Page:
Drugs, safety and comp claim costs – my inbox is chock full of good stuff — just like the days of old when I covered workers’ comp full time. Relieved from completing a big client project, I give you my take of recent news.
If you have not seen the New York Times’ “Soaring Cost of the Opioid Economy,” you should check it out. The infographic’s tidbits include: average workers’ compensation claims for lost time with opioids: $39,000; without: $13,000. Claims involving strong opioids like OxyContin: $117,000.
Of course, we CompJunkies know that a lot caveats get lost in the shuffle to reach those average numbers, but they are better than nothing. Thanks to Debby Nowsowski, retired lobbyist for the American Insurance Association and Firemen’s Fund Insurance for sending this to me!
It remains unbelievable to me that doctors who take the Hippocratic oath will directly sell narcotics to their patients.
Florida Ban on Physician Dispensing of Opioids Reduced Opioid Prescribing A Florida law that bans physician dispensing of stronger opioids reduced injured worker opioid use, according to a study by the Workers Compensation Research Institute (WCRI). The law generally banned doctors from dispensing stronger opioids, sending injured workers to get their meds the old-fashioned way: at the pharmacy.
Anyone in CompLand could have guessed these results, but now, thanks to WCRI, we once again have evidence that tougher laws work.Massachusetts has had stricter laws for awhile and California’s laws show that doctor’s will continue to distribute drugs even if the profit margin is significantly.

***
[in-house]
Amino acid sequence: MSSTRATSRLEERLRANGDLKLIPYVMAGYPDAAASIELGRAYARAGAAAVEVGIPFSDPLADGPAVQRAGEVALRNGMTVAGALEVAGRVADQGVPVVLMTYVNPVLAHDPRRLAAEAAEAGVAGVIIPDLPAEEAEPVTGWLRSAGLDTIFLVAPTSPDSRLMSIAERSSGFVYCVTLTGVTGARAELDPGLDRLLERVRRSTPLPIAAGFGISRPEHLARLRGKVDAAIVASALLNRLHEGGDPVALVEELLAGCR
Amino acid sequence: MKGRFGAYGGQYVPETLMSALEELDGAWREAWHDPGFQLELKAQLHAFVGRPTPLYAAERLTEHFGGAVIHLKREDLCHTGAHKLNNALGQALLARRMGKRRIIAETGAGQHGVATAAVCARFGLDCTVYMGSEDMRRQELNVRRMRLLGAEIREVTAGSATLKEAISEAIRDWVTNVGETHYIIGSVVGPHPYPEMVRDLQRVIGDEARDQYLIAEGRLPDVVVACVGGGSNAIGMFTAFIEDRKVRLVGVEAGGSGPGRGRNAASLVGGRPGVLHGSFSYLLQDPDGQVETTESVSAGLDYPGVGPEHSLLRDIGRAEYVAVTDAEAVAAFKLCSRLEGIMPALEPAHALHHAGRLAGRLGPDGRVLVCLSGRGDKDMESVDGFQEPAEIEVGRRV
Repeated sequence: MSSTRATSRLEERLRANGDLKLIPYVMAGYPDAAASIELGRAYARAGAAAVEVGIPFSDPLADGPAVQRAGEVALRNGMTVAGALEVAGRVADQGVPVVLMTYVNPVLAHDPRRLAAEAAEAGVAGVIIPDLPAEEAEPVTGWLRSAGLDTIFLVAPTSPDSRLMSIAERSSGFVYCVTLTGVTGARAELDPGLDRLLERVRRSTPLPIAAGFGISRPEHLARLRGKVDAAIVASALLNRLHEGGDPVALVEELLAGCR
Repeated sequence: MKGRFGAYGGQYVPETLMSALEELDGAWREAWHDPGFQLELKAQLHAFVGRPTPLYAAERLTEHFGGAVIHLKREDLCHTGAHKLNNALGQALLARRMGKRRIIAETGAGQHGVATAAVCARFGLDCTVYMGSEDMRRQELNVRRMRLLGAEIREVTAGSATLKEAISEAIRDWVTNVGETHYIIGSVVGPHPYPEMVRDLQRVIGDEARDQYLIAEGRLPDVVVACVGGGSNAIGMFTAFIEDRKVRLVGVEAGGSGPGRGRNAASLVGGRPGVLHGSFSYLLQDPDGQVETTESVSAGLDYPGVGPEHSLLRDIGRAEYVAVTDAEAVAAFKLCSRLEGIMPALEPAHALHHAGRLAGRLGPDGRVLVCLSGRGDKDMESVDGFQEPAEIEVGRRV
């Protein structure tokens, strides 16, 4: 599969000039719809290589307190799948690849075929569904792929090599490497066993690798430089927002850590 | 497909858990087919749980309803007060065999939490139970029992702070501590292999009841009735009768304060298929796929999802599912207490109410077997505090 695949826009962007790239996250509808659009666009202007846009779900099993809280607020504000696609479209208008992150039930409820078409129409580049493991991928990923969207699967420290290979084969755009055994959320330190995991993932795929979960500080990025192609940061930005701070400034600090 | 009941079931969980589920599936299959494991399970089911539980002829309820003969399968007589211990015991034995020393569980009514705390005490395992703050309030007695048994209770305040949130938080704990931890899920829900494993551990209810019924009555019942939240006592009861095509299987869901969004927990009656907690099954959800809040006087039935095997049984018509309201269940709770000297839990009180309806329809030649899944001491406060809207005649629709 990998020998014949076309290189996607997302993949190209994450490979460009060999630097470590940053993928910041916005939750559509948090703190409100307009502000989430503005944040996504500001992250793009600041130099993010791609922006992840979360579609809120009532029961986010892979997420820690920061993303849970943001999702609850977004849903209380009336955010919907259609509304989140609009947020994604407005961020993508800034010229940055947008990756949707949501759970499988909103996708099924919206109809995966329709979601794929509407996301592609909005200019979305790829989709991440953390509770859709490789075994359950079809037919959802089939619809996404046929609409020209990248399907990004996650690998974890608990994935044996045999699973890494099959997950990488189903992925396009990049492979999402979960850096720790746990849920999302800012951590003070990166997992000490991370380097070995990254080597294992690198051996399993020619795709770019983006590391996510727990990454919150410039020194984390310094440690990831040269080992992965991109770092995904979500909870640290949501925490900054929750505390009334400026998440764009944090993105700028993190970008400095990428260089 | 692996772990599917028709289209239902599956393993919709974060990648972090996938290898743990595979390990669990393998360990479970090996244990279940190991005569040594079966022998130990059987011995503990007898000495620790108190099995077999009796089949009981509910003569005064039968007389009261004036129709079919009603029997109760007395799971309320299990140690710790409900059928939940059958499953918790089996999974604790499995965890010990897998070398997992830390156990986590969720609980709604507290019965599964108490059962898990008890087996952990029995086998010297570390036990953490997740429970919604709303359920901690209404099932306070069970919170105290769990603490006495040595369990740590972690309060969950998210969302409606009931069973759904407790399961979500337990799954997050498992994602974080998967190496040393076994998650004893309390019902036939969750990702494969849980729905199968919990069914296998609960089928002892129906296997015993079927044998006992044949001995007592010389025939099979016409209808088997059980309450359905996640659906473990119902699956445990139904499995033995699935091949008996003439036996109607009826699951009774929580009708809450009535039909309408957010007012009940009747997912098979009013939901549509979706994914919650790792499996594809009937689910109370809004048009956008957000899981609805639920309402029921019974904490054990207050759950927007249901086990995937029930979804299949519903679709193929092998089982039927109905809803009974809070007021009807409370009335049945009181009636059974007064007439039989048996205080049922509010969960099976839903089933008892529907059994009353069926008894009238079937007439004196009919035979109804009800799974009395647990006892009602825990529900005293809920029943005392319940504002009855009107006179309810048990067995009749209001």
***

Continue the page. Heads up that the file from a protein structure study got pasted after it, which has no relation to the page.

I covered the direct relationship between opioid use and physician dispensing in more detail in a previous blog. It remains unbelievable to me that doctors who take the Hippocratic oath will sell narcotics to their patients. This has got to stop!
It is simply irresponsible not to have such laws in every state in the country. Employers, insurers and injured workers unite! You’ve got to fight the medical and pharmaceutical industries on this one!
Moving on, here’s another frustrating truth: As we have heard before, group health pays less for the same care as workers’ compensation.
Hospital outpatient payments for shoulder surgeries in workers’ compensation were at least $2,000 — or 43 percent — higher than group health, according to another WCRI study, Comparing Workers’ Compensation and Group Health Hospital Outpatient Payments.
This is the first WCRI that compared hospital payments for the same surgical procedure when paid for by group health versus workers’ compensation. Nobody who has done time in CompLand is surprised. Similar studies have been coming out for more than 15 years, at least from the Integrated Benefits Institute. The fact is simple: workers’ compensation and group health play by different laws, rules and contracts. This affects outcomes for workers and their employers.
Speaking of outcomes, here’s a weather-related take on workplace safety. Employers could possibly reduce costs associated with work-related illnesses and injuries by paying more attention to the weather according to an Executive Update by WorkersComp Analytics.
Add this to your daily safety checklist. Weather can affect worker health and productivity. For example, certain temperature changes, wind speeds and airborne particles can increase ER visits for those with Chronic Obstructive Pulmonary Disease. Forewarning employees or providing alternative work on at-risk days could prevent unnecessary ER visits. One study showed ER visits declined 20 percent when employees were informed.
Flu outbreaks can be predicted seven weeks in advance using weather data and Google trends, the report said. Further, it advises employers to take advantage of NOAA’s National Climate Data Center to anticipate how weather changes can affect workers.
That’s it for now. Thanks for reading! Feel free to offer your views as well.